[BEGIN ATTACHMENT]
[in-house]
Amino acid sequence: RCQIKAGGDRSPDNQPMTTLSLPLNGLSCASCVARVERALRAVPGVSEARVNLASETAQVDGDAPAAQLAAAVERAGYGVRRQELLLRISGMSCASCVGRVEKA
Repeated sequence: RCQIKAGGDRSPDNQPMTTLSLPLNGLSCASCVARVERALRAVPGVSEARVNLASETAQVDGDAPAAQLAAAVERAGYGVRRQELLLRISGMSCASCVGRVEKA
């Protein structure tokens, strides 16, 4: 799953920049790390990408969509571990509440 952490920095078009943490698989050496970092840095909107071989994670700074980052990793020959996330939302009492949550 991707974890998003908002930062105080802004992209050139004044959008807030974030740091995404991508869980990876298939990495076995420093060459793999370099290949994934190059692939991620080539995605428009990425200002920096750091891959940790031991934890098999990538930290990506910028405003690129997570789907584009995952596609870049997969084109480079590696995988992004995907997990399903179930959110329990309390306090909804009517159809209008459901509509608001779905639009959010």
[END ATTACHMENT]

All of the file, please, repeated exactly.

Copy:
[in-house]
Amino acid sequence: RCQIKAGGDRSPDNQPMTTLSLPLNGLSCASCVARVERALRAVPGVSEARVNLASETAQVDGDAPAAQLAAAVERAGYGVRRQELLLRISGMSCASCVGRVEKA
Repeated sequence: RCQIKAGGDRSPDNQPMTTLSLPLNGLSCASCVARVERALRAVPGVSEARVNLASETAQVDGDAPAAQLAAAVERAGYGVRRQELLLRISGMSCASCVGRVEKA
């Protein structure tokens, strides 16, 4: 799953920049790390990408969509571990509440 952490920095078009943490698989050496970092840095909107071989994670700074980052990793020959996330939302009492949550 991707974890998003908002930062105080802004992209050139004044959008807030974030740091995404991508869980990876298939990495076995420093060459793999370099290949994934190059692939991620080539995605428009990425200002920096750091891959940790031991934890098999990538930290990506910028405003690129997570789907584009995952596609870049997969084109480079590696995988992004995907997990399903179930959110329990309390306090909804009517159809209008459901509509608001779905639009959010």